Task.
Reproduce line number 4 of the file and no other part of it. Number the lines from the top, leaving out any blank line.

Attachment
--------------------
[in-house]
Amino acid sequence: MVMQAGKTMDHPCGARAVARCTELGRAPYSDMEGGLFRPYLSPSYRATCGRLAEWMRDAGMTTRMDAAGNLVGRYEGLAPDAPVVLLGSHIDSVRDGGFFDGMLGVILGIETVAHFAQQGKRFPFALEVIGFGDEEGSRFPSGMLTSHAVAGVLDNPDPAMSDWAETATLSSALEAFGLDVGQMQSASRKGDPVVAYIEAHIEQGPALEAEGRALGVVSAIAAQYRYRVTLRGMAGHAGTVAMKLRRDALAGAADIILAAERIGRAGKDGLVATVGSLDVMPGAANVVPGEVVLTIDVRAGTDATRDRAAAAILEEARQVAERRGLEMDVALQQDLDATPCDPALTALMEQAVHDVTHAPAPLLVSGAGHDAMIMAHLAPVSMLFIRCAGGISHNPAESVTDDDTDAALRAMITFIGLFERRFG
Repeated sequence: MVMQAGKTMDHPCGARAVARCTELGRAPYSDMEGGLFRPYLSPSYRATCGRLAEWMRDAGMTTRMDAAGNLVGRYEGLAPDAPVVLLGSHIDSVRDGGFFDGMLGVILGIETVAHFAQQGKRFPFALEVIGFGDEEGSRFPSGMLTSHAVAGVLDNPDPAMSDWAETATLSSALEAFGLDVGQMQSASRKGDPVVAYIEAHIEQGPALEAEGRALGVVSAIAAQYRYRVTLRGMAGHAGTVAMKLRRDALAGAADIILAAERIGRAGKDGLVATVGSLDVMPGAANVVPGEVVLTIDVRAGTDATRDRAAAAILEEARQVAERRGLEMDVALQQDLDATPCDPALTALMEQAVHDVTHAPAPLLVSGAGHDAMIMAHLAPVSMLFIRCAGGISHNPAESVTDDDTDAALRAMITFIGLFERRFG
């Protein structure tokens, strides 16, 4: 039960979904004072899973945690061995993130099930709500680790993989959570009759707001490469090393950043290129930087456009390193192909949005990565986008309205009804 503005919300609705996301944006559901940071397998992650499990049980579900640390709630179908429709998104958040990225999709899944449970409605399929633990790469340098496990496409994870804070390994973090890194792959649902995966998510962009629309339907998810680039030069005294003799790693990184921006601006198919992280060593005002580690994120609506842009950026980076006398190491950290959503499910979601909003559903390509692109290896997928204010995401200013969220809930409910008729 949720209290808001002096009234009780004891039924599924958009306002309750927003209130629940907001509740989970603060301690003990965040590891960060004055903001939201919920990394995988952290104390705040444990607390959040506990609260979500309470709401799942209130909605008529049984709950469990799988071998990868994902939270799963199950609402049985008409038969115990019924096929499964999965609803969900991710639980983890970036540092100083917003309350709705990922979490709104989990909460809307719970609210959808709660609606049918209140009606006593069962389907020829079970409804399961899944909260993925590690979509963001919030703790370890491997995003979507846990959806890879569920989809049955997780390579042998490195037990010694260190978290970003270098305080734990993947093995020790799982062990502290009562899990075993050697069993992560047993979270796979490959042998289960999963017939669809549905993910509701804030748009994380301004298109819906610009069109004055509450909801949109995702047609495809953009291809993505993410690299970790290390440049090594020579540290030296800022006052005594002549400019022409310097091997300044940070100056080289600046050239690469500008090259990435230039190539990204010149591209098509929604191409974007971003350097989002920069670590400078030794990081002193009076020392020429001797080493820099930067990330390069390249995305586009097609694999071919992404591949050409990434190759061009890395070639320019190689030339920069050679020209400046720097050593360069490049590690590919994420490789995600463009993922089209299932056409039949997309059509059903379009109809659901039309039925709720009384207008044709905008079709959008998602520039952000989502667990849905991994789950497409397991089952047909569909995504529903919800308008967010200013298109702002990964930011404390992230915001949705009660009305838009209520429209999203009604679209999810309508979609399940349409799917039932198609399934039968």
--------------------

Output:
């Protein structure tokens, strides 16, 4: 039960979904004072899973945690061995993130099930709500680790993989959570009759707001490469090393950043290129930087456009390193192909949005990565986008309205009804 503005919300609705996301944006559901940071397998992650499990049980579900640390709630179908429709998104958040990225999709899944449970409605399929633990790469340098496990496409994870804070390994973090890194792959649902995966998510962009629309339907998810680039030069005294003799790693990184921006601006198919992280060593005002580690994120609506842009950026980076006398190491950290959503499910979601909003559903390509692109290896997928204010995401200013969220809930409910008729 949720209290808001002096009234009780004891039924599924958009306002309750927003209130629940907001509740989970603060301690003990965040590891960060004055903001939201919920990394995988952290104390705040444990607390959040506990609260979500309470709401799942209130909605008529049984709950469990799988071998990868994902939270799963199950609402049985008409038969115990019924096929499964999965609803969900991710639980983890970036540092100083917003309350709705990922979490709104989990909460809307719970609210959808709660609606049918209140009606006593069962389907020829079970409804399961899944909260993925590690979509963001919030703790370890491997995003979507846990959806890879569920989809049955997780390579042998490195037990010694260190978290970003270098305080734990993947093995020790799982062990502290009562899990075993050697069993992560047993979270796979490959042998289960999963017939669809549905993910509701804030748009994380301004298109819906610009069109004055509450909801949109995702047609495809953009291809993505993410690299970790290390440049090594020579540290030296800022006052005594002549400019022409310097091997300044940070100056080289600046050239690469500008090259990435230039190539990204010149591209098509929604191409974007971003350097989002920069670590400078030794990081002193009076020392020429001797080493820099930067990330390069390249995305586009097609694999071919992404591949050409990434190759061009890395070639320019190689030339920069050679020209400046720097050593360069490049590690590919994420490789995600463009993922089209299932056409039949997309059509059903379009109809659901039309039925709720009384207008044709905008079709959008998602520039952000989502667990849905991994789950497409397991089952047909569909995504529903919800308008967010200013298109702002990964930011404390992230915001949705009660009305838009209520429209999203009604679209999810309508979609399940349409799917039932198609399934039968």